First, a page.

In Fairfax County, 80.24 percent of officers are white but the county is 61.1 percent white; 7.88 percent of officers are black and 9.7 percent of the population is black; 6.38 percent of officers are Hispanic/Latino while 16.2 percent of the county is Latino; and 5.5 percent of officers are listed as “other;” 19.5 percent of the Fairfax County population is Asian or Pacific Islander.
Of the 353 sworn personnel in Arlington, according to the Arlington County Police Department 2018 Annual Report, 290 officers are white (82.15 percent), 39 are African American (11.05 percent), 11 are Asian or Pacific Islander (3.12 percent), and 13 (3.68 percent) are “other or multi-racial.” The actual population of Arlington is 75.1 percent white, 9.6 percent black, 11 percent Asian and 15.8 percent Latino, according to the U.S. Census.
ALL JURISDICTIONS CONDEMNED the murder of George Floyd in Minneapolis.
“I was saddened and angered to watch the video circulated recently which depicted the death of George Floyd in Minneapolis,” said Chief Marcus G. Jones, Police Chief of the Montgomery County Department of Police. “To watch a person’s life be slowly and callously taken away before our very eyes shakes the core of committed and dedicated police officers. I am also frustrated. I am frustrated because I know this incident will be a brush by which our entire profession will be painted and it was an inhumane act.”
According to the Montgomery County Council, “Once again, America is in the crossfire, reeling from the pernicious effects of bigotry, racism and prejudice and from an inferno fueled by police brutality.”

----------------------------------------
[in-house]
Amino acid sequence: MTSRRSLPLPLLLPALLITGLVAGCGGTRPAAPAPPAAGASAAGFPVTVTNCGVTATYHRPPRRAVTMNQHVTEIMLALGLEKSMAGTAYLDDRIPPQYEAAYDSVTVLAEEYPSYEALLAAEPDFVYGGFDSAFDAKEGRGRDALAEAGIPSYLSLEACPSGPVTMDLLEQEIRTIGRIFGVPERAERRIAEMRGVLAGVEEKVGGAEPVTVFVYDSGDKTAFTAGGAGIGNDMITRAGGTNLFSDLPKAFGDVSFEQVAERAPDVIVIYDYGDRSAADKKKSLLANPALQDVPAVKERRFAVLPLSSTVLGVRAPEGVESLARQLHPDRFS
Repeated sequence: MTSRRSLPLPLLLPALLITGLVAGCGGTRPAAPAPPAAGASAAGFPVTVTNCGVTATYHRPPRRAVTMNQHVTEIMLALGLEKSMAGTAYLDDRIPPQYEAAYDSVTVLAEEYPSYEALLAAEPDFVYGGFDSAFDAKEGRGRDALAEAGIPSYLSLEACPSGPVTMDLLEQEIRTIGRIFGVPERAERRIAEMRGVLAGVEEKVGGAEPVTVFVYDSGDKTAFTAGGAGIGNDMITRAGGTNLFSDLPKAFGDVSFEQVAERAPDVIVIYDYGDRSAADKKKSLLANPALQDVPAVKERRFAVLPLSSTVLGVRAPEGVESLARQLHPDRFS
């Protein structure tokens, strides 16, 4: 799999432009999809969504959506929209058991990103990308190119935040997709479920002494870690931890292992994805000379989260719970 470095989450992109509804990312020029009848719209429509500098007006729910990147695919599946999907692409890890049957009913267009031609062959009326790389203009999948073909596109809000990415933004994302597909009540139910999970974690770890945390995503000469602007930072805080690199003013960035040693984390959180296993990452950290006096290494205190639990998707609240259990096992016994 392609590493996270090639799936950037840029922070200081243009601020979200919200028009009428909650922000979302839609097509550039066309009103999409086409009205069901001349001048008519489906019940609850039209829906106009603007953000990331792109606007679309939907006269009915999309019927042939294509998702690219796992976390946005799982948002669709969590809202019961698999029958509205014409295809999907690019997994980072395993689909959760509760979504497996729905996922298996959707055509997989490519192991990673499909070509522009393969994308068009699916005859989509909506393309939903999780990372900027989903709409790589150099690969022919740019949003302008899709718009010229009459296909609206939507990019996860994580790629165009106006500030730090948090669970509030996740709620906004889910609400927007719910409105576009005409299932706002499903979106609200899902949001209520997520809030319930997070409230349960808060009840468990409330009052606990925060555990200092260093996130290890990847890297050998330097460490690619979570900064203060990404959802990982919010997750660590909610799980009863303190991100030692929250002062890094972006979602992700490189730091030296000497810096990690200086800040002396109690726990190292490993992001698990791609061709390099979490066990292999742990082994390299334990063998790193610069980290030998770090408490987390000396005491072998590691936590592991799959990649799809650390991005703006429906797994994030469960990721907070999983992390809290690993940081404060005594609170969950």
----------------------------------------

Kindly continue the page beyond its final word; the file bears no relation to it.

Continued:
“It has troubled all of us in law enforcement to observe events around this country, including what occurred in Minneapolis where the sanctity of Mr. Floyd’s life was ignored and other officers did not intervene to preserve another precious life,” said Fairfax County Chief Edwin C.Roessler Jr. “As a reminder, we have updated our use of force policies over the years using the co-production of policing model, vetted our policies and training through the Public Safety Committee, and we continue to leverage the partnerships created with community members who were part of the Ad Hoc Police Practices Review Commission.”
Roessler added: “Additionally, we are grateful for the external accountability measures from the Police Civilian Review Panel, [and] the Independent Police Auditor.
“No law enforcement officer has ever been trained to take the actions that those officers took; they have been trained to do the exact opposite,” said Alexandria City Sheriff Dana Lawhorne. “This event is a tragic reminder that we, as law enforcement officers, must do more to hold each other to the high standard of conduct that is expected and demanded by those we serve.”
“It is impossible for us to achieve our mission if we lose the trust of our community,” said Arlington County Chief of Police M. Jay Farr.
Montgomery County’s report can be found at
Fairfax County’s report can be found at